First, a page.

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When an electric current is sufficiently large, it can cause a heart to fail by setting off a fibrillation, an event that is synonymous with the heart beating at more than 180 per minute. This rate is unsustainable because the heart’s muscles are then unable to rest at all and failure results. The heart, which is primarily a pump, is then unable to push out the blood and death soon results. In addition, the electric currents pass through the nerves and purn it out in patches along the way.

Such heating of the tissues can cause deep burns when faced with the natural resistance of the body. Such natural resistance is diminished by the presence of water around the body. So that when the voltage is in excess of 500 volts, internal organ burns can result and the brain for example can virtually be fried like an egg.

As the voltage goes higher and higher, the damage gets progressively worse. However, domestic current is usually 110 volts such as in the United States or 230 volts such as in Nigeria. If such a current is made to pass through the chest even for a fraction of a second, death can result from ventricular fibrillation, a terrible condition in which every muscle within the heart begins to contract independently of all others instead of contracting in a coordinated fashion that can propel the blood into the arteries. Unless this situation is reversed by the application of a defribrillator, death is inevitable. This application is what governed the putting to death through the electric chair of many American criminals who won capital punishment during the last century.

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In other parts of the body, the effect it has on muscles can be so strong that the organ such as a limb or the heart is unable to move. Essentially, they are paralysed by their very strength.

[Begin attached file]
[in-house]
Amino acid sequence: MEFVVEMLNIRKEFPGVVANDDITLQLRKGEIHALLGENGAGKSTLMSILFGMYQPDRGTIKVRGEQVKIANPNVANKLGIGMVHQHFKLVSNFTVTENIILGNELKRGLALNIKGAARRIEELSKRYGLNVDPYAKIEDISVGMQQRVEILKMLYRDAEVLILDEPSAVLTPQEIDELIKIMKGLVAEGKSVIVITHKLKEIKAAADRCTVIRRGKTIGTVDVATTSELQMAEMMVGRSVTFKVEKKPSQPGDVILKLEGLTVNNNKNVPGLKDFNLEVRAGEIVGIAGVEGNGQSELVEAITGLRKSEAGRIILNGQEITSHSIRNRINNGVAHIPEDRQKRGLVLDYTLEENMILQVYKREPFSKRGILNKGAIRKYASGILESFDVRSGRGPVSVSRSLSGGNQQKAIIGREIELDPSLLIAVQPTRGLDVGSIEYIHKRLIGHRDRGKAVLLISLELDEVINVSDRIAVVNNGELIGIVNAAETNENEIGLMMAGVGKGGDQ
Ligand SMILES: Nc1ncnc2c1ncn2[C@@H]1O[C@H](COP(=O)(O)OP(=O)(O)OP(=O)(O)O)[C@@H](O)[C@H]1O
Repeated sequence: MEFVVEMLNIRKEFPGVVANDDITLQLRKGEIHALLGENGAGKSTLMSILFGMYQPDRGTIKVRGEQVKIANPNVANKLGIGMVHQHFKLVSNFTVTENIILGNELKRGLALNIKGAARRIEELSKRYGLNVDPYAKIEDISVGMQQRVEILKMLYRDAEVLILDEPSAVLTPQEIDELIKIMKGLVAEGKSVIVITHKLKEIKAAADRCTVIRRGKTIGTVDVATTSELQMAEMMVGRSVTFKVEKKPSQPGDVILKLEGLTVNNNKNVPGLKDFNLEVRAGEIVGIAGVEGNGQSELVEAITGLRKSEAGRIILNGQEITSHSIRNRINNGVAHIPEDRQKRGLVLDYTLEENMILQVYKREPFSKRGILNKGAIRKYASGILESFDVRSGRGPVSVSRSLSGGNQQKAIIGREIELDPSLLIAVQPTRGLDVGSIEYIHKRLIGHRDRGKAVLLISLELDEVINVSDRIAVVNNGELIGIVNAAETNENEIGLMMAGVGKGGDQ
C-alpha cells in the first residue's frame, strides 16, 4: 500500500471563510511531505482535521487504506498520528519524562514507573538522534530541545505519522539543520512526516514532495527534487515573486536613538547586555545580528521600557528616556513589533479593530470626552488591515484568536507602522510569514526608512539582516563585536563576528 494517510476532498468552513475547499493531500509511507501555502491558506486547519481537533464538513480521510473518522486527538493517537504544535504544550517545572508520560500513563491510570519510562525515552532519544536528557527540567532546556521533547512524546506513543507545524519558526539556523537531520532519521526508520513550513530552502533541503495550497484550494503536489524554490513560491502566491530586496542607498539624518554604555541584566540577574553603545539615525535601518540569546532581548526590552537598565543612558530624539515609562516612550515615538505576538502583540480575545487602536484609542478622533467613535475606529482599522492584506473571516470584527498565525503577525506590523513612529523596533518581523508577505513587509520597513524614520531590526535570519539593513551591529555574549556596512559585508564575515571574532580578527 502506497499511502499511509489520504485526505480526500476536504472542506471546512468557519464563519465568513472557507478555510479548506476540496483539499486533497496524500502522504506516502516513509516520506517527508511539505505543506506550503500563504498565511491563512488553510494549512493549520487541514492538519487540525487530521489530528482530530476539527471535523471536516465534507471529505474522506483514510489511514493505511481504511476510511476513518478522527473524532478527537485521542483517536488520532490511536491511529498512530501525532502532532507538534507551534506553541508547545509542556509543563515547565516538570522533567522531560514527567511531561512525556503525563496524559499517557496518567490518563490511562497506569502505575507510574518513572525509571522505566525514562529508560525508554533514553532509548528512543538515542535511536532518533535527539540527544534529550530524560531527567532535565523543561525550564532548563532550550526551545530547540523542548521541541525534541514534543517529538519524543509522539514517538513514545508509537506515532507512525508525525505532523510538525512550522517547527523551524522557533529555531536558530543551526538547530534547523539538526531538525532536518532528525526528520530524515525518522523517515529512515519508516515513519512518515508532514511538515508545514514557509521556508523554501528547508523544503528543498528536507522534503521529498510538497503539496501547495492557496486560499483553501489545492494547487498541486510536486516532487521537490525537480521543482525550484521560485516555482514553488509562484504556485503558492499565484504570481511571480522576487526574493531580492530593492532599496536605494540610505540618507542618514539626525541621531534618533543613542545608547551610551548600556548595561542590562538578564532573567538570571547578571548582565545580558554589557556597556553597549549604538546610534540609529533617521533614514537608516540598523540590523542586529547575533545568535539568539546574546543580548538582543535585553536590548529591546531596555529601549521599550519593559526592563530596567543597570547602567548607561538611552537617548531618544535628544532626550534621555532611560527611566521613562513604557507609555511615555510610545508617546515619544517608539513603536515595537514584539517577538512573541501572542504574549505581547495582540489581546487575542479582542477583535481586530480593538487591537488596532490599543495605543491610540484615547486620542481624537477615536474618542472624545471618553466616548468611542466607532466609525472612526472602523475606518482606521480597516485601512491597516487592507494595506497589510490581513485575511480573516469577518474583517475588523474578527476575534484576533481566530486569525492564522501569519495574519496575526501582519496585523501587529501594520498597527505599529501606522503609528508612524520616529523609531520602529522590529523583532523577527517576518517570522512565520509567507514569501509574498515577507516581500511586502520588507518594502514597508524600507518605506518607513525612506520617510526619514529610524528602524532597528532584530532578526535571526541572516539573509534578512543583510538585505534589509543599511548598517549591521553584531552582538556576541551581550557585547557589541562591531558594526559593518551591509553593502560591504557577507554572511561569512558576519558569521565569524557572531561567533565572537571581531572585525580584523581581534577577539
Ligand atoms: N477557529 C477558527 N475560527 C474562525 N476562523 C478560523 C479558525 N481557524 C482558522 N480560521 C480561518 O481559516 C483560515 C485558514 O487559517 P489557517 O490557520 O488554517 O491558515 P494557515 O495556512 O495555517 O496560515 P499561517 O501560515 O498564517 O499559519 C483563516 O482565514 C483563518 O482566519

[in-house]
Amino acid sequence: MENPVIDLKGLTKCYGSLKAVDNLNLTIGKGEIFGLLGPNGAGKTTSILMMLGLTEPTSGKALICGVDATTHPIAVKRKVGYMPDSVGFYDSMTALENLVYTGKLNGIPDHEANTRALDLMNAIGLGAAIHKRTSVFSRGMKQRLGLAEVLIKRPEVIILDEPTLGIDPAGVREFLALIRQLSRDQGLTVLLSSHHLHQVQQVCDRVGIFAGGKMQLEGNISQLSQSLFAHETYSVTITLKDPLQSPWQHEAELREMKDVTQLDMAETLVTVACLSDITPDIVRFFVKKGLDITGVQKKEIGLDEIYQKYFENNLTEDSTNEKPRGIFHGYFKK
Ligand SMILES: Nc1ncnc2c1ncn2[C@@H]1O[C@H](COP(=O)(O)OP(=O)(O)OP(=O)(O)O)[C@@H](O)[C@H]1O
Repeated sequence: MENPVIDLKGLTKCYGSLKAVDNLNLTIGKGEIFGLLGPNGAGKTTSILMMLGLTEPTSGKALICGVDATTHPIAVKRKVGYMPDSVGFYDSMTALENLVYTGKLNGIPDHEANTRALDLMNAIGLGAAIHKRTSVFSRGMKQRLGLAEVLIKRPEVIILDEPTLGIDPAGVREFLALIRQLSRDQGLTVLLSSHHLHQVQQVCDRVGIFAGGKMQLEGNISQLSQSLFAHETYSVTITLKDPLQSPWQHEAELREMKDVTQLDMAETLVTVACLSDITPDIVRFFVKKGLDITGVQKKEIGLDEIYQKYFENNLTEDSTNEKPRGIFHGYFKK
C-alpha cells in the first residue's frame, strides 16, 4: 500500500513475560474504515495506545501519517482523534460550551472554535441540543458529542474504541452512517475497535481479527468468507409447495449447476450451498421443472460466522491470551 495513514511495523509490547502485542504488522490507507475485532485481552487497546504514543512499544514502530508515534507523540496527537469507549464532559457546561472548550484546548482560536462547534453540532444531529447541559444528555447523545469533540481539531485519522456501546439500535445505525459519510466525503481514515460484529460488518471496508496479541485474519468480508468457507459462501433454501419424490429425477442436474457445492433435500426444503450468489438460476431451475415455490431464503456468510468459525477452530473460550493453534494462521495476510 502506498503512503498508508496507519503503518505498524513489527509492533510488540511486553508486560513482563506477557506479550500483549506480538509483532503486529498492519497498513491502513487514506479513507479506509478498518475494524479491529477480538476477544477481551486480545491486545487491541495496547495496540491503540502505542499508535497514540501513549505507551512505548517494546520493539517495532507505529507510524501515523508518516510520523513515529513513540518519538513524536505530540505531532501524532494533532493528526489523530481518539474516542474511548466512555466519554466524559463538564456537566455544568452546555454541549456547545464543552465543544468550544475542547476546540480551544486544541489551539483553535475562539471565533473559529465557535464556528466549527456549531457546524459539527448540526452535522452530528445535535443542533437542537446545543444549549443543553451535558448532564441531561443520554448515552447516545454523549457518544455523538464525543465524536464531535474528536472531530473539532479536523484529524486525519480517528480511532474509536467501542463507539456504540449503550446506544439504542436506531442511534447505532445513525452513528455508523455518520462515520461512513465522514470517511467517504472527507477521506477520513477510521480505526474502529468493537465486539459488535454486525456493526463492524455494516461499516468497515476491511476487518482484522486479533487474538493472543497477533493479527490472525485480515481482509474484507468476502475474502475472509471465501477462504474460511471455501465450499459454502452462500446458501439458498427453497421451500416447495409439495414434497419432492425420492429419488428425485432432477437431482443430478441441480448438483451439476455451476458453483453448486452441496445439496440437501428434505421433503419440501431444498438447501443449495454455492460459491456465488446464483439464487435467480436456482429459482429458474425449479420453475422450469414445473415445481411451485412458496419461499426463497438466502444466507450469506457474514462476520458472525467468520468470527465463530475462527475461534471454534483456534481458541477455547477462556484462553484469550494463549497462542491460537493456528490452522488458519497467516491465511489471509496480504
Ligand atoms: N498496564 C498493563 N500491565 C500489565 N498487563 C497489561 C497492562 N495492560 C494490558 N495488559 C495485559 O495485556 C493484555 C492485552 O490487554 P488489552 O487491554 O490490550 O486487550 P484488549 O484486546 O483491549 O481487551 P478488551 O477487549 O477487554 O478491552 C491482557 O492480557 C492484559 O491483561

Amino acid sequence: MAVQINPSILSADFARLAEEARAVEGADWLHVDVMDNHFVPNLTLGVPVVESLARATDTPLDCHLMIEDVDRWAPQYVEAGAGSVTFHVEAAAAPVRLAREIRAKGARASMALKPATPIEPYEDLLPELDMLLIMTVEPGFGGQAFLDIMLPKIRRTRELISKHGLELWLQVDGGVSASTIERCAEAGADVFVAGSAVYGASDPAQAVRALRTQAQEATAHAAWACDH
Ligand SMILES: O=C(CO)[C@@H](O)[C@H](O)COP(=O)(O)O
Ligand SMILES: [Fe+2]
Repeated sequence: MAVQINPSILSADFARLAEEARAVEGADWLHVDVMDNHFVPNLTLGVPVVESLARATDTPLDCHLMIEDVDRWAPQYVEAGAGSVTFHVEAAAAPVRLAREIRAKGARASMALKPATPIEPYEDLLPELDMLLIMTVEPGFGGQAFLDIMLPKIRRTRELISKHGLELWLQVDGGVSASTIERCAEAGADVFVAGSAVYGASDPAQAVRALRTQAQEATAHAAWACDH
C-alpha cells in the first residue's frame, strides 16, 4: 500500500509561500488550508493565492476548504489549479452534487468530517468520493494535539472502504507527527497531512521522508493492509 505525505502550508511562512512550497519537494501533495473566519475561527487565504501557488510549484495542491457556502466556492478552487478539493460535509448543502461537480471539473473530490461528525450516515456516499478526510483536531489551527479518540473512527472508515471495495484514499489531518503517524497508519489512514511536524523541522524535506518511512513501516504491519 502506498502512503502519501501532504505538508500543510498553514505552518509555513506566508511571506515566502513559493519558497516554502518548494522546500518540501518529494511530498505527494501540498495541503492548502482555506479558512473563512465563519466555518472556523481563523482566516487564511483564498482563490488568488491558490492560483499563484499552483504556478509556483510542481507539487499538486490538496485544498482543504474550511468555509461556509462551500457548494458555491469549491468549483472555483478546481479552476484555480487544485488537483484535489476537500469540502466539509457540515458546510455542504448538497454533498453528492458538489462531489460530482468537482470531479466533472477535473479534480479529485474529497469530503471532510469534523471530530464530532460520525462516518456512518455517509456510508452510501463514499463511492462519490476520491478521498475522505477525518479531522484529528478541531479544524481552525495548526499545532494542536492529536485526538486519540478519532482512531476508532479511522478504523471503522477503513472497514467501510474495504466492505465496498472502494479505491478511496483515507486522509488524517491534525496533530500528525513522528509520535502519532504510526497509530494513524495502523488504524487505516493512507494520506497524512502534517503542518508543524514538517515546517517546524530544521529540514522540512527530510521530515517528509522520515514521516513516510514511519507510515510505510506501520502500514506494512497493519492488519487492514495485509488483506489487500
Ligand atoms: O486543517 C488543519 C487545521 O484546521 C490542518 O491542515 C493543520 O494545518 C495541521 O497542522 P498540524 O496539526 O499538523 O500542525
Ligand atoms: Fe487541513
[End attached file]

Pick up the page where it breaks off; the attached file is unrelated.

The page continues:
Electric shocks are not all bad. In controlled situations, and with the administration of an anaesthetic, a small electric current can be passed through the body to induce certain kinds of convulsions believed to help treat a variety of mental illnesses. It is a practice which was introduced into psychiatric practice in 1934 and is still in use till this day. It is thus known as electroculvulsive therapy. In the operating theatres around the world, such an electric current is harnessed in various doses and at various frequencies for the creation of a bloodless operating field. It is employed in the cutting of tissues and for gluing blood vessels together to diminish the amount of blood loss. This is known as diathermy, or electrosurgical unit, and is similarly employed on the human body in a controlled environment and under anaesthesia.

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FridayPosts
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Fridayposts Contributors scans through the news world to find relevant news updates for your information anywhere, everytime.

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Frequent deaths by electrocution